What is PG and VG In eJuice?
How many times have you looked at the label of your favorite vape juice and really checked to see what’s inside? Sure, most of us only care about the flavor and nicotine content, but there are two very important ingredients that many vapers are already familiar with: VG (vegetable glycerin) and PG (propylene glycol). Let’s take a look at each and see what they give us
VG & PG...WHAT ARE THEY?
VG and PG are the base of your e-liquid that dictate cloud volume and e-liquid flavor. Flavor and nicotine are added to create a vapable e-liquid. But it’s the ratio of PG and VG that becomes important depending on what you’re looking to get out of your vaping experience. They’re both odorless, non-toxic, and when heated, they produce a smooth cloud of vapor that can safely be inhaled. Contrary to popular belief and despite their appearance, these two liquids are not actually oils. Both VG & PG are categorized as sugar alcohols and are actually found in various food products. Inhaling these two liquids will not cause any medical issues due to their scientific makeup, whereas inhaling actual oils can cause lipoid pneumonia. VG and PG are both slightly different in their consistencies and tastes, and offer different throat and mouth sensations as they are vaped. Now that we know what these intriguing liquids are, let’s explore a little deeper into just exactly what each of these liquids are.
PG: PROPYLENE GLYCOL
As we mentioned earlier, PG is one of the two odorless liquids that make the base of your favorite vape juice. PG, or Propylene Glycol, is colorless and odorless. It is not as viscous as VG, but it is more effective in delivering e-liquid flavor than VG. Lastly, PG is best known for delivering something called, “a throat hit,” a sensation in the back of the throat that is likened to smoking tobacco products.
USES FOR PG
PG is actually found in a variety of familiar household items. In your bathroom, PG is found in toothpaste and shampoos. In your kitchen, PG is found in several types of pet food, though oddly not in cat food. In your purse and on your nightstand, PG can be found in common beauty products like baby wipes and makeup.
With all these everyday products that have PG in their ingredient, your next question is naturally, “Is PG safe to use?” The easy and flippant answer would be, “Of course! Why would you intentionally use something that’s toxic?” But the true answer is… we really don’t know. While it’s true that many studies have proven that ingesting PG is safe (especially since it’s a food additive), there are very few studies that look at PG as an inhaled product. There is a single study in 1947 that states that the inhalation of PG is completely harmless.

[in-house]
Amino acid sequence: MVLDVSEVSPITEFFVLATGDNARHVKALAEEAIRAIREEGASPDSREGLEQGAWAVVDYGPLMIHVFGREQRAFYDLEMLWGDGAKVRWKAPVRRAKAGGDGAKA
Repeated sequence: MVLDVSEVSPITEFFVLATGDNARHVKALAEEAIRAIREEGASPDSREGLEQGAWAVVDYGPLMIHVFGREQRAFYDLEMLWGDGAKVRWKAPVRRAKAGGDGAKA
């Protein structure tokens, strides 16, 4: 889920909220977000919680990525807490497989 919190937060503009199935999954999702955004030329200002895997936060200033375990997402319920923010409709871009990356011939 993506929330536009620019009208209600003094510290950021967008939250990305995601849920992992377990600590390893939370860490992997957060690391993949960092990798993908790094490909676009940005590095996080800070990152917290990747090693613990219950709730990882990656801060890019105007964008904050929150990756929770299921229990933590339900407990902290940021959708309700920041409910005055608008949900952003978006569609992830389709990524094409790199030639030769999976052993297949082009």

SAFETY CONCERNS FOR PG
Perhaps you’ve heard horror stories that PG is found in antifreeze and therefore is dangerous to inhale. What many people don’t realize is that there are two types of antifreeze: toxic and non-toxic. Toxic antifreeze contains something called “ethylene glycol” or “EG”, which isn’t used in vape juice. Propylene glycol, or “PG,” is found in non-toxic antifreezes for machines that are used for food processing. Food processing machinery obviously can’t come into contact with toxic substances; therefore, PG is safe to ingest, although more testing is needed to find the long term effects of inhaling PG.
Earlier in this article, we mentioned that PG is found in pet food, but not in cat food. PG has actually been linked to Heinz body anemia in cats. While it’s still considered safe for humans to consume and poses no threats for dogs, try to avoid vaping high PG e-liquid around cats.
One thing to be aware of when vaping PG is that it is the main ingredient in vape juice responsible for the throat hit. Many users report high PG vape juices have caused throat irritation. While it is uncommon for users to be allergic to PG, some rare cases have been documented. If you’re starting out as a new vaper, keep an eye out for any rashes or any disconcerting reactions. However, common side effects of high PG e-liquids are sore throat, increased thirst, and dry mouth. Once your body becomes adjusted to the PG content, these symptoms should disappear. Keep in mind that these side effects could also be a reaction to your body giving up tobacco cigarettes, and not only due to the PG content.
Now that we’ve gone over what PG is, let’s check out the other half of the e-liquid base: VG!
VG: VEGETABLE GLYCERIN
VG, or vegetable glycerin, is the second part of your vape juice, usually the higher number in the ratio. VG is actually a derivative from vegetable oil, making it a natural chemical. The main point of VG is to thicken the vape juice, which is why you see full PG liquids as very watery. We mentioned earlier that both VG and PG have slight tastes to them; VG has a faintly sweet taste and gives off a smooth throat hit, more so than PG. VG is preferred for sub-ohm devices, and is available with vendors, sometimes upon request!
USES FOR VG
Just like PG, VG is found in many items you use every day. In the kitchen, VG is found in common sugar substitutes, certain sweets and baked goods (to insure freshness and adequate moisture), and various pet foods. In the bathroom, VG is in toothpastes, assorted dental items, various soaps, medicinal and hand creams, deodorants, aftershaves, bubble bath, hair mousse, and makeup! The next time you’re dabbing on some lipstick before a date or eyeing that freshly baked apple pie at the grocery store, glance through the ingredient list. You might have already been consuming VG and not even knowing it. Although VG is a big part of our daily lives, it begs the question of, “Is it safe?” Let’s take a look at what the FDA has to say about the safety concerns of VG.